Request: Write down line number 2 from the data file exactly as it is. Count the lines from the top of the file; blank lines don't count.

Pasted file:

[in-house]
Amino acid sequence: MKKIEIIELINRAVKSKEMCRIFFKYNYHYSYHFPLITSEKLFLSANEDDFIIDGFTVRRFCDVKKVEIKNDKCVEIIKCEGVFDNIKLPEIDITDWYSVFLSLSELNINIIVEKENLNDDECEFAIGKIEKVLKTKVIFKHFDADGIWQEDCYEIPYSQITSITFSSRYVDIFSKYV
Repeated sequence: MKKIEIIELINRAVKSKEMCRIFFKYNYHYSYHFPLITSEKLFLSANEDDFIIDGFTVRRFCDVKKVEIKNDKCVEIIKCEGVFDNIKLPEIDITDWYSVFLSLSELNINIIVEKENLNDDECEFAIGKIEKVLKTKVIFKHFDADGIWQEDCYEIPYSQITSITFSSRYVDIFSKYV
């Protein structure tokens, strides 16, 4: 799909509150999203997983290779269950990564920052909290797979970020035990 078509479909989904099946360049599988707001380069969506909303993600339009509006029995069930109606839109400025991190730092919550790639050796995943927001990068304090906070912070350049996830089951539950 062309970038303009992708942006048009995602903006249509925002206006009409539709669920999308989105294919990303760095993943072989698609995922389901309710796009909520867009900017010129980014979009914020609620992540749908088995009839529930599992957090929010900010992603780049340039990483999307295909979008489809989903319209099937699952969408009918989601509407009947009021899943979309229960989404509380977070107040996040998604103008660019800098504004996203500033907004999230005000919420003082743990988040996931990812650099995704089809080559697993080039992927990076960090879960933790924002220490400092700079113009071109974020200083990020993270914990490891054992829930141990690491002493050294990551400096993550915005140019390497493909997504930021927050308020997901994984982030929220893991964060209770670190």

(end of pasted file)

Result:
Amino acid sequence: MKKIEIIELINRAVKSKEMCRIFFKYNYHYSYHFPLITSEKLFLSANEDDFIIDGFTVRRFCDVKKVEIKNDKCVEIIKCEGVFDNIKLPEIDITDWYSVFLSLSELNINIIVEKENLNDDECEFAIGKIEKVLKTKVIFKHFDADGIWQEDCYEIPYSQITSITFSSRYVDIFSKYV